Mapping spin–charge conversion to the band structure in a topological oxide two-dimensional electron gas

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While spintronics has traditionally relied on ferromagnetic metals as spin generators and detectors, spin–orbitronics exploits the efficient spin–charge interconversion enabled by spin–orbit coupling in non-magnetic systems. Although the Rashba picture of split parabolic bands is often used to interpret such experiments, it fails to explain the largest conversion effects and their relationship with the electronic structure. Here, we demonstrate a very large spin-to-charge conversion effect in an interface-engineered, high-carrier-density SrTiO3 two-dimensional electron gas and map its gate dependence on the band structure. We show that the conversion process is amplified by enhanced Rashba-like splitting due to orbital mixing and in the vicinity of avoided band crossings with topologically non-trivial order. Our results indicate that oxide two-dimensional electron gases are strong candidates for spin-based information readout in new memory and transistor designs. Our results also emphasize the promise of topology as a new ingredient to expand the scope of complex oxides for spintronics.

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Fig. 1: Characterization of AlOx/STO 2D electron gases.
Fig. 2: Magnetotransport properties.
Fig. 3: Spin–charge conversion in NiFe/AlOx/STO.
Fig. 4: Electronic and spin structure of the 2DEG.
Fig. 5: Energy dependence of the spin–charge conversion.

Data availability

The data that support the findings of this study are available from the corresponding author on reasonable request.

Code availability

The self-written code that generated the data for Figs. 4f,g and 5b,c is available from A.J. upon reasonable request.


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This work received support from the ERC Consolidator Grant no. 615759 ‘MINT’, the QUANTERA project ‘QUANTOX’, the French ANR programme through projects OISO (ANR-17-CE24-0026-03), TOPRISE (ANR-16-CE24-0017) and the Laboratoire d’Excellence LANEF (ANR-10-LABX-51-01). M.B. thanks the Alexander von Humboldt Foundation for supporting his stays at Martin-Luther-Universität Halle. F.T. acknowledges support by research grant no. VKR023371 (SPINOX) from VILLUM FONDEN. A.J., B.G. and I.M. acknowledge support by Priority Program SPP 1666 and SFB 762 of Deutsche Forschungsgemeinschaft. D.C.V. thanks the French Ministry of Higher Education and Research and CNRS for financing his PhD thesis. We thank H. Jaffrès for insightful comments on tunnel escape times, M. Sing for his help with XPS analysis and E. Schierle for his assistance with X-ray absorption spectroscopy measurements.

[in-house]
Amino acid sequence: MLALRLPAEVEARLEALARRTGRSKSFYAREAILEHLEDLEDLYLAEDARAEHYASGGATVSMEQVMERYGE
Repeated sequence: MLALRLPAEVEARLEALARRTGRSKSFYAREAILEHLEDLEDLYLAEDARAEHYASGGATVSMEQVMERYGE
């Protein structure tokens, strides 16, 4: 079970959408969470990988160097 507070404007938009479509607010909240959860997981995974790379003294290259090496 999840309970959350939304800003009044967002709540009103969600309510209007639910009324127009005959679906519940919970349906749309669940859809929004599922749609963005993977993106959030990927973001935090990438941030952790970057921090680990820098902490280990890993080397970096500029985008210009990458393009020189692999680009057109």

Author information

M.B. proposed and supervised the study with help from L.V., J.-P.A., A.B. and A.F. D.C.V. prepared the samples with the help of F.T. and L.M.V.-A. and performed XPS experiments and analysed the data with A.S. D.C.V., G.S. and N.B. measured the magnetotransport properties and analysed the results. H.O. prepared the samples for STEM and EELS and performed the observations and spectroscopy measurements. S.V. performed the X-ray absorption measurements and analysed the data. S.M.-W., F.Y.B. and F.B. performed the ARPES measurements and their analysis. P.N. performed the spin-pumping experiments and analysed the data with D.C.V., L.V., J.-P.A. and M.B. P.B., M.V. and M.G. conducted the Poisson–Schrödinger calculations. A.J. and B.G. performed the tight-binding and Boltzmann calculations under the supervision of I.M., with input from M.V., M.G. and M.B. D.C.V. and M.B. wrote the manuscript with input from all authors. All authors discussed the results and contributed to their interpretation.

Correspondence to Laurent Vila or Manuel Bibes.

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Supplementary Information

Supplementary Figs. 1–15, Notes 1–12 and refs. 1–13

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